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The Chinese government's antibiotics crackdown

It has become harder for the Chinese to self-medicate.

 

China's Ministry of Health banned over-the-counter sales of antibiotics in 2004 and imposed price limits on hundreds of prescription drugs to reduce the incentive for hospitals to over-prescribe. After state-run media reported in January 2009 that misuse of antibiotics kills 80,000 people in China a year due to adverse reactions, the ministry launched a program to train 40,000 Chinese medical staff in the proper use of antibiotics.

With public fear about the spread of the swine flu virus at a high this winter, patients are eager to stamp out any flu-related symptoms. But antibiotics have become a prickly subject with doctors and pharmacists. In early December the central government issued a revised edition of the national Medication Catalog, including for the first time guidance for physicians on the use of antibiotics. Of the 2,151 drugs in the catalog, 843 are restricted, up by 12 percent from the 2004 edition.

In the new Medication Catalog, antibiotics are sorted into specific categories, such as those that can only be used after all other antibiotics are proven ineffective, those requiring a bacterial culture analysis, or the supervision of a managerial level doctor, and so on, “to prevent their abuse,” Yao Hong, chief of the Medical Insurance Bureau of the Ministry of Human Resources and Social Security, told the People’s Daily newspaper.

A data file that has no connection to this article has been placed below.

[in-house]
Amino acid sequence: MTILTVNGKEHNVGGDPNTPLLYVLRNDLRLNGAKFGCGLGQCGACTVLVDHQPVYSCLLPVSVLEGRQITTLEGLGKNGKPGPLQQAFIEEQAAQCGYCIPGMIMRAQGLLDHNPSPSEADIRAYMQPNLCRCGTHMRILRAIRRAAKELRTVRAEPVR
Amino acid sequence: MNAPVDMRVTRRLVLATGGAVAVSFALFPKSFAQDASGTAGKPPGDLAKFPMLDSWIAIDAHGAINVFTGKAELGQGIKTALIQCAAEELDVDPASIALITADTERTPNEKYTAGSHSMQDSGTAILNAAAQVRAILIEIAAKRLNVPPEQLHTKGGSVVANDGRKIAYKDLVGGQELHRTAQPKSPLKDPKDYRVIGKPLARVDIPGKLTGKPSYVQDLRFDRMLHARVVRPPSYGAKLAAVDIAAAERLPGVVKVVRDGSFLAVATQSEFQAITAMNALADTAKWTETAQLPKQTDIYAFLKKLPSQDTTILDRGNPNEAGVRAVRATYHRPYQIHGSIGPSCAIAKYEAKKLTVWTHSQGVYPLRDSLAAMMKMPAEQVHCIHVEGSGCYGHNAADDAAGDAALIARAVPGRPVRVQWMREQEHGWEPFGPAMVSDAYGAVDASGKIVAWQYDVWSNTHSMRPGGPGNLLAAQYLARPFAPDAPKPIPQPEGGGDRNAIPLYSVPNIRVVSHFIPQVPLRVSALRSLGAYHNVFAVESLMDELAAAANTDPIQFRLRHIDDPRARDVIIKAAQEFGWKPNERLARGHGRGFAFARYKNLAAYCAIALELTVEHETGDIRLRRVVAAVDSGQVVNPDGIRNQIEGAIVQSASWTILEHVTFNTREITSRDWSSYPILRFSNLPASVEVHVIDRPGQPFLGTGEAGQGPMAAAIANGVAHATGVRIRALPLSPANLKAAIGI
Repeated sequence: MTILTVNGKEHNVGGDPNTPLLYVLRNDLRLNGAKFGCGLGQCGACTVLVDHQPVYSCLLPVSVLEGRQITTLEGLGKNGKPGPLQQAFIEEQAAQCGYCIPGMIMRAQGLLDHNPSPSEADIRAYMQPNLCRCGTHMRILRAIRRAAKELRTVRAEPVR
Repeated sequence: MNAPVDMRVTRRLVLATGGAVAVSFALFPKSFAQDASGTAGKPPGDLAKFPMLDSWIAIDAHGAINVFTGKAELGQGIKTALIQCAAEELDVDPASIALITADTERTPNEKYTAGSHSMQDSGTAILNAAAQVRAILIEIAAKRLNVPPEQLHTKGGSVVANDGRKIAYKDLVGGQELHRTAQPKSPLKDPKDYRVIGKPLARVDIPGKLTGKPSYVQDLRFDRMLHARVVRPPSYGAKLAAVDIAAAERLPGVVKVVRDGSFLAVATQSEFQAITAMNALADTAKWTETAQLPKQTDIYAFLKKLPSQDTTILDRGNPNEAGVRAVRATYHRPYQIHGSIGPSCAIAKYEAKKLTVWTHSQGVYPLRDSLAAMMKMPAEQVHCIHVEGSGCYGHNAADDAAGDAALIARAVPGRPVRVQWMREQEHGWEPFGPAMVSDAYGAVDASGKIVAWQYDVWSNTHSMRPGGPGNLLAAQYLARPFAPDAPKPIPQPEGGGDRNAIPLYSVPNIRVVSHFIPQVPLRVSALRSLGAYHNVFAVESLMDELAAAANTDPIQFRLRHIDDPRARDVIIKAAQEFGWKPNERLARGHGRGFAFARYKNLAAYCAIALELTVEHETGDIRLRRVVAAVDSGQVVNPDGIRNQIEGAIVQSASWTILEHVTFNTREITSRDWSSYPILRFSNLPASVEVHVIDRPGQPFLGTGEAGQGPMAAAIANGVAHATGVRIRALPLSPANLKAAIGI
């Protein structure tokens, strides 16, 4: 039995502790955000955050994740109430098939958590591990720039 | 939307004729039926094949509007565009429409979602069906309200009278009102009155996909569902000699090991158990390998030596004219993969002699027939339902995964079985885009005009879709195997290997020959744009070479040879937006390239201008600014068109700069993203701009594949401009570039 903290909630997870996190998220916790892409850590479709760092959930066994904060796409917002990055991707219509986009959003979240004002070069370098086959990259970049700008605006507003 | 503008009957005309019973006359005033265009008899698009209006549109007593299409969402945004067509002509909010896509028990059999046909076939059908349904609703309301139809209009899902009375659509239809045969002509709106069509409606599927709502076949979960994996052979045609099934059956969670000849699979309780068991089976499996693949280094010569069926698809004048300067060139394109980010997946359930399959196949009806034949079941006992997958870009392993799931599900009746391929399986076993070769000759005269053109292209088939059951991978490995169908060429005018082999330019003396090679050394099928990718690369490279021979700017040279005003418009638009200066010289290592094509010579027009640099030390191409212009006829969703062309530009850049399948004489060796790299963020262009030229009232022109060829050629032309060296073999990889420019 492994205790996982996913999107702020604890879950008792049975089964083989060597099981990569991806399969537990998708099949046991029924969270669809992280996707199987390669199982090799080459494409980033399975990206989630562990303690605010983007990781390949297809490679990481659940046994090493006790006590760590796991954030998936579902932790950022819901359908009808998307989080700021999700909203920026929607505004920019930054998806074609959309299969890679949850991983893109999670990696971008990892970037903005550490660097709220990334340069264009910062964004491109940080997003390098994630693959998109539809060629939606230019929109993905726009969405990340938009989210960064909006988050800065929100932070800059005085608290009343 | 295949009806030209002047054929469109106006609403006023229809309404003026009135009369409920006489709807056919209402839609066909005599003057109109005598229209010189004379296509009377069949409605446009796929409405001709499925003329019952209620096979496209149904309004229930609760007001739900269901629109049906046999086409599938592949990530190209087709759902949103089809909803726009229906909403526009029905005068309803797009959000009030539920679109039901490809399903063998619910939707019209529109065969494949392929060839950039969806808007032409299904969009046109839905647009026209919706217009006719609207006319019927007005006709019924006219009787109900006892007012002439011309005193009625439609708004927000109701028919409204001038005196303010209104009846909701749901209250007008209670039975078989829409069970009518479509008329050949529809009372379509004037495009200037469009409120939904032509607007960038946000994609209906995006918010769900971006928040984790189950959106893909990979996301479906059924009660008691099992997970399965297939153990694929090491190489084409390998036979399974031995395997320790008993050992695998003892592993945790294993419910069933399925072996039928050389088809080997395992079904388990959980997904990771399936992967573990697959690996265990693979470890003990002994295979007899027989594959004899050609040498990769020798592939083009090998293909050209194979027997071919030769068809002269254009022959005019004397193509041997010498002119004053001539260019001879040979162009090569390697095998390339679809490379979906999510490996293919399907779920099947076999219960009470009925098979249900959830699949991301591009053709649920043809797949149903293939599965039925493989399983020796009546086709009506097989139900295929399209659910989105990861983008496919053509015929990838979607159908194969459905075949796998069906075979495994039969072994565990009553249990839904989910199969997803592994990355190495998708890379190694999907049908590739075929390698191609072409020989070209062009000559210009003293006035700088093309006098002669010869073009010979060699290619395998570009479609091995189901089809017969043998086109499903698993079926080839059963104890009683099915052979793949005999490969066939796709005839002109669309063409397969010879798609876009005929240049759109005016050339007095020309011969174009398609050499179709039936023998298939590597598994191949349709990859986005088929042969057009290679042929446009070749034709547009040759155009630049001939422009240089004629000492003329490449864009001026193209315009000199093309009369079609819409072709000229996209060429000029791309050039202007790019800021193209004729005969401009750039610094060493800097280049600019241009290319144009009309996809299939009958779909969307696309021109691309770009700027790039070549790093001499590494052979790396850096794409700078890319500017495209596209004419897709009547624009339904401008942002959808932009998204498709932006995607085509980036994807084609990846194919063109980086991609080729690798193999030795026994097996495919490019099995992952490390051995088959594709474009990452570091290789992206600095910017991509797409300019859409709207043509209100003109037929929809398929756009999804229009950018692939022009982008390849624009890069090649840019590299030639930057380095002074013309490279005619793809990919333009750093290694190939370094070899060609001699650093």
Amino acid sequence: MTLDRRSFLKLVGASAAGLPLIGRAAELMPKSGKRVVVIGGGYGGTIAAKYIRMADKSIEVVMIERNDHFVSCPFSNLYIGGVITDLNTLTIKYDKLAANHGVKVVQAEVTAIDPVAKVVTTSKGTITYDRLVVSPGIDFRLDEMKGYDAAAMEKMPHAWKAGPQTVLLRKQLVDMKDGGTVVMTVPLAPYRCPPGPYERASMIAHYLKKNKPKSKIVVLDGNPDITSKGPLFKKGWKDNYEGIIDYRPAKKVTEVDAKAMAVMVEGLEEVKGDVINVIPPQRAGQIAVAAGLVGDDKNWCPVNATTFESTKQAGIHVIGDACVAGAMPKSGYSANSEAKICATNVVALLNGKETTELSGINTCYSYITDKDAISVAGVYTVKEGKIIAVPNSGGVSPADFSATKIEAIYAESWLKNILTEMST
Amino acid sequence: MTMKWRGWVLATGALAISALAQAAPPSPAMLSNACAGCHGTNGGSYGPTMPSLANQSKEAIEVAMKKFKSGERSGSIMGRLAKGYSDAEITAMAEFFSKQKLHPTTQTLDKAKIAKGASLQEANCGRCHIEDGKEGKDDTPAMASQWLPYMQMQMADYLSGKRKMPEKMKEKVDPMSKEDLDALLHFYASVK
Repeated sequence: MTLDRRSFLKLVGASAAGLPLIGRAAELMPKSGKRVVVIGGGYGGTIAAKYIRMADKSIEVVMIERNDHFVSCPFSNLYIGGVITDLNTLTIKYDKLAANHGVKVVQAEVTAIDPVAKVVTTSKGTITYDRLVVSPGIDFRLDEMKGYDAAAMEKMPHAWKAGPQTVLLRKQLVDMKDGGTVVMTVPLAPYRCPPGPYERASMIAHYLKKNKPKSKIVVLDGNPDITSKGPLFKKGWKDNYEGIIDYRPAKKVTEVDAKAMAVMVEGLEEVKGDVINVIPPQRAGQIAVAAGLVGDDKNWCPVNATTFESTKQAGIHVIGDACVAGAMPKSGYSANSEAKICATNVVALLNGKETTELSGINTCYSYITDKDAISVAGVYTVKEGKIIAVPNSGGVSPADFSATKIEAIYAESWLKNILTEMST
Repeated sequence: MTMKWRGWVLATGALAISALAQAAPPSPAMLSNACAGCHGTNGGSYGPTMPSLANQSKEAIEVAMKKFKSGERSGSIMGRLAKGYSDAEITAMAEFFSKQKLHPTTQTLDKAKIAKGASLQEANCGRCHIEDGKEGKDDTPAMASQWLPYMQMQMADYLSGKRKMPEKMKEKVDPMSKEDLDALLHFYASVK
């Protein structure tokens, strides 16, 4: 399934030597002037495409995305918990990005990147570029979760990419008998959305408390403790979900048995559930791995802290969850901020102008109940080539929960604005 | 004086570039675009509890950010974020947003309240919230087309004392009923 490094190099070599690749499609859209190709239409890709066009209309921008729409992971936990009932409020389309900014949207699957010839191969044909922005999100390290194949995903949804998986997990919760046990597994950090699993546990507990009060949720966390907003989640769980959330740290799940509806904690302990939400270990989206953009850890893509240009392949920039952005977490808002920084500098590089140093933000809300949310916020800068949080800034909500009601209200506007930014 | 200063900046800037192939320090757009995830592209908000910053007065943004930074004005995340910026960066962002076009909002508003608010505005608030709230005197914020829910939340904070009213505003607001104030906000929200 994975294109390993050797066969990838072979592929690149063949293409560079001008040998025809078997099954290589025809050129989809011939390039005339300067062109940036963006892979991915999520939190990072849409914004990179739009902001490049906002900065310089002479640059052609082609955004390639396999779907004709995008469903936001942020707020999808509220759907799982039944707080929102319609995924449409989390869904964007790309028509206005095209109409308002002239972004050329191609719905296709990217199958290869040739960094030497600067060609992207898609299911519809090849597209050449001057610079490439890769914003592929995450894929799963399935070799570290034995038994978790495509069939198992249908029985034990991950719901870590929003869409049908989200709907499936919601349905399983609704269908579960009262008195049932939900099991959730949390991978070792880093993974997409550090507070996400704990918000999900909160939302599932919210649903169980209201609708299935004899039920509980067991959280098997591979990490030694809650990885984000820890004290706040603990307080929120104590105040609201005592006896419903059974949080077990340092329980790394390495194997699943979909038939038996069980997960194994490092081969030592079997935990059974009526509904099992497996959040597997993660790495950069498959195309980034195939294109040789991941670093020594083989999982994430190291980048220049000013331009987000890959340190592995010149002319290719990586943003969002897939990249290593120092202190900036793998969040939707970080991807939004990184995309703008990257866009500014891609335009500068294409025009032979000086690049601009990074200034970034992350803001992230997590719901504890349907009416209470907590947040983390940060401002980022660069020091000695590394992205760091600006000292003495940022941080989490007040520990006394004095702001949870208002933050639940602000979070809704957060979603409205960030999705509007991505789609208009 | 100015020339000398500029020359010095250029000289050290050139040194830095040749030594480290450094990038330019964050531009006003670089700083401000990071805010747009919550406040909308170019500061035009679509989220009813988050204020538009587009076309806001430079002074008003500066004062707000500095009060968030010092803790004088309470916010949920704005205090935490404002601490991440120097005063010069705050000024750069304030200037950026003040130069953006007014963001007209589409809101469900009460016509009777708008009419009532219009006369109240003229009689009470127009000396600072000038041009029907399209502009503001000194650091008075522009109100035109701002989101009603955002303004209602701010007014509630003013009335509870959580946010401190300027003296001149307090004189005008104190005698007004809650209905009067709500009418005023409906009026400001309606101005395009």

One physician at Shanghai’s Minhang District Hospital said that he could not discuss the subject without permission from the Ministry of Health.

These sweeping regulations are difficult to enforce in a nation where gentamicin sulfate, a cheap but potent antibiotic for treating stomach bacteria, is dispensed as freely as antacids in local pharmacies. Its use is limited in Western countries due to a potentially devastating side effect that damages the inner ear.

A businessman named Chen said his wife went out and bought cephalosporin “just in case” at a small local pharmacy after spending some time cajoling the pharmacist.

“If you have the guanxi (good connections), then you can still get them,” he said.

 

http://www.globalpost.com/dispatch/china/091209/stockpiling-antibiotics